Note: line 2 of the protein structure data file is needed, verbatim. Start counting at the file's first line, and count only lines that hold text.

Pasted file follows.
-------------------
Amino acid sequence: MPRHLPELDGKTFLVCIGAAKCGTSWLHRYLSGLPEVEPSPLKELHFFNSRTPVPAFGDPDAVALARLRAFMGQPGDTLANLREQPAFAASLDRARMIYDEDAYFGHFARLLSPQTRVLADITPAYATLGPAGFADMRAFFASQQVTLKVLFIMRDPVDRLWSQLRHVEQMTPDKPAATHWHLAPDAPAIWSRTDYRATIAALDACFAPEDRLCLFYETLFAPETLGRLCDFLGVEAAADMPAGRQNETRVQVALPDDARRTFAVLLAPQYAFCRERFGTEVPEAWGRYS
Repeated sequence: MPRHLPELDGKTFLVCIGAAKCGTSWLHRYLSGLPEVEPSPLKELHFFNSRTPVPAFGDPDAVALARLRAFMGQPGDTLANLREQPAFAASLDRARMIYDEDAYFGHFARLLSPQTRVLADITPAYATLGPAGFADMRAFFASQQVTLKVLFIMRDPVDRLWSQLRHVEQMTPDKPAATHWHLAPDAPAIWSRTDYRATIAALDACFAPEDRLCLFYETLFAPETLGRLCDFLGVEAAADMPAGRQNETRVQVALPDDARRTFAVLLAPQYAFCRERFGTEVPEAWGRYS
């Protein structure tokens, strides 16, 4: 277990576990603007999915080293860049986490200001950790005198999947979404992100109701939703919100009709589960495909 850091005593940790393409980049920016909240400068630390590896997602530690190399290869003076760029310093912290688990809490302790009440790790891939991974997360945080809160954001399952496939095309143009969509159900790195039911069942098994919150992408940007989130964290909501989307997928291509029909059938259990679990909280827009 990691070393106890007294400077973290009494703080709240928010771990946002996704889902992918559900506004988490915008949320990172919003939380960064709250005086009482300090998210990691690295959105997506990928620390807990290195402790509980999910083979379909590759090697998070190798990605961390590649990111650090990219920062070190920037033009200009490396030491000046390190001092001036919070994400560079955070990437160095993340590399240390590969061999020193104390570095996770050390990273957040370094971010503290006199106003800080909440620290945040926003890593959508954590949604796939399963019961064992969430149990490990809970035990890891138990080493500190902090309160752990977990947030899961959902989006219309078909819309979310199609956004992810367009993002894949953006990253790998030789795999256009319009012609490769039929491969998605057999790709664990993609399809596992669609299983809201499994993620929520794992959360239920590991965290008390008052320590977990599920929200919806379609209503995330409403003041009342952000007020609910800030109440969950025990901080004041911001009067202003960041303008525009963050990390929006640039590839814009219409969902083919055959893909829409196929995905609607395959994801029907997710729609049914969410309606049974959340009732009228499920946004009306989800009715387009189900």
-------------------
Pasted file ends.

Repeated sequence: MPRHLPELDGKTFLVCIGAAKCGTSWLHRYLSGLPEVEPSPLKELHFFNSRTPVPAFGDPDAVALARLRAFMGQPGDTLANLREQPAFAASLDRARMIYDEDAYFGHFARLLSPQTRVLADITPAYATLGPAGFADMRAFFASQQVTLKVLFIMRDPVDRLWSQLRHVEQMTPDKPAATHWHLAPDAPAIWSRTDYRATIAALDACFAPEDRLCLFYETLFAPETLGRLCDFLGVEAAADMPAGRQNETRVQVALPDDARRTFAVLLAPQYAFCRERFGTEVPEAWGRYS